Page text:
Tuesday, May 10, 2011

EAT.2 (pollution visualization and neutralizatrion)

Everyday in the city we are exposed to invisible pollution. As the concrete jungle expands ever onward into the suburbs, our opportunities for this pollution to be nullified slowly disappear. The delicate balance is quickly ceasing to be.

This project is halfway between a lesson and a solution. It senses the solution we do not see and demands attention, showing us the harm we do ourselves by simply walking ourselves or our children down the street.

At the same time an object that warns is no match for indifference, so it acts upon its acquired data. There are two states of this project 1) urban furniture, and 2) a garden. It can be one or the other depending on which holds the greatest importance in the environment in which it is placed.

In an environment with little co2 measured, it is a stool. Sitting along the sidewalk for people waiting for the bus or weary from their city stroll.

In an environment with much co2 it is a garden; taking advantage of the co2 to feed its plants which sit below the machine. When it opens out and allows the garden, the plants prosper. When it is closed as a stool the plants sit dormant; their growth stunted by the few nutrients and little sun. Like grass growing beneath a rock; the plants would be albino and small.

Every hour the decision is made, open or closed? Light or shade? seat or obstacle? All along the sidewalk they sit. Closed and respectful or open and expanded, taking up sidewalk space to nurture their inhabitants and to save those who grumble as they walk around.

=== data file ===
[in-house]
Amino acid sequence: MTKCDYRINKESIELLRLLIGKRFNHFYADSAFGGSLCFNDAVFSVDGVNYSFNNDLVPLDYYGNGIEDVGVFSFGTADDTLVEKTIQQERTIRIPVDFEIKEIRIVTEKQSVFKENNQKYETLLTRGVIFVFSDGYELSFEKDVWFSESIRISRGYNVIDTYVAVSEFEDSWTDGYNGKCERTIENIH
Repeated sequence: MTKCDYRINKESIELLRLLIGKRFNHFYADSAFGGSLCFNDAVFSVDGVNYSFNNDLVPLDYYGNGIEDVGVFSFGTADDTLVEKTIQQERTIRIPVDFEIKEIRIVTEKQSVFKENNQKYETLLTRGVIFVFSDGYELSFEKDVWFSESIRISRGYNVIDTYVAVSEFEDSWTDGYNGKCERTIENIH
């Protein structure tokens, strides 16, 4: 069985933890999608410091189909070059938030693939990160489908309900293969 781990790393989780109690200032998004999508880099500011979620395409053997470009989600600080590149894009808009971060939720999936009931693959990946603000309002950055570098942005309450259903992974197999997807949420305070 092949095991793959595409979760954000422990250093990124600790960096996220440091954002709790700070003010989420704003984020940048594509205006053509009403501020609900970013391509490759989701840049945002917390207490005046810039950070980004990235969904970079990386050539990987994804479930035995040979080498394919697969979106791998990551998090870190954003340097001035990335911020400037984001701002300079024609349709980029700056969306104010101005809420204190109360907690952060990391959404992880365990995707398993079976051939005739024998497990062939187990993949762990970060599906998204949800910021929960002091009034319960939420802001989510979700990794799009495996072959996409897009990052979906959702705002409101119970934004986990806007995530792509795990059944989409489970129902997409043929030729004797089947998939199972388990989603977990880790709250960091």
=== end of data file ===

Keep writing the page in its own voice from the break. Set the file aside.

Would you grumble? Yes it's in your way, but because it's in your way that means the air you breathe is toxic, and its trying to help. So maybe you stop mid-grumble and decide to write to your senator, or go to the beach this weekend, or boycott the factory down the road.

Imagine them, in LA, sprawling out on the sidewalks with all sorts of plants growing feet high and birds visiting, because the structure never closes. Or in San Diego, with the ocean breeze howling around the barren robots, posed to seat you at your whim. Maybe you would never know what they would be otherwise.

The city would change because it needed to change, and that active response would point out to us that we need to change too.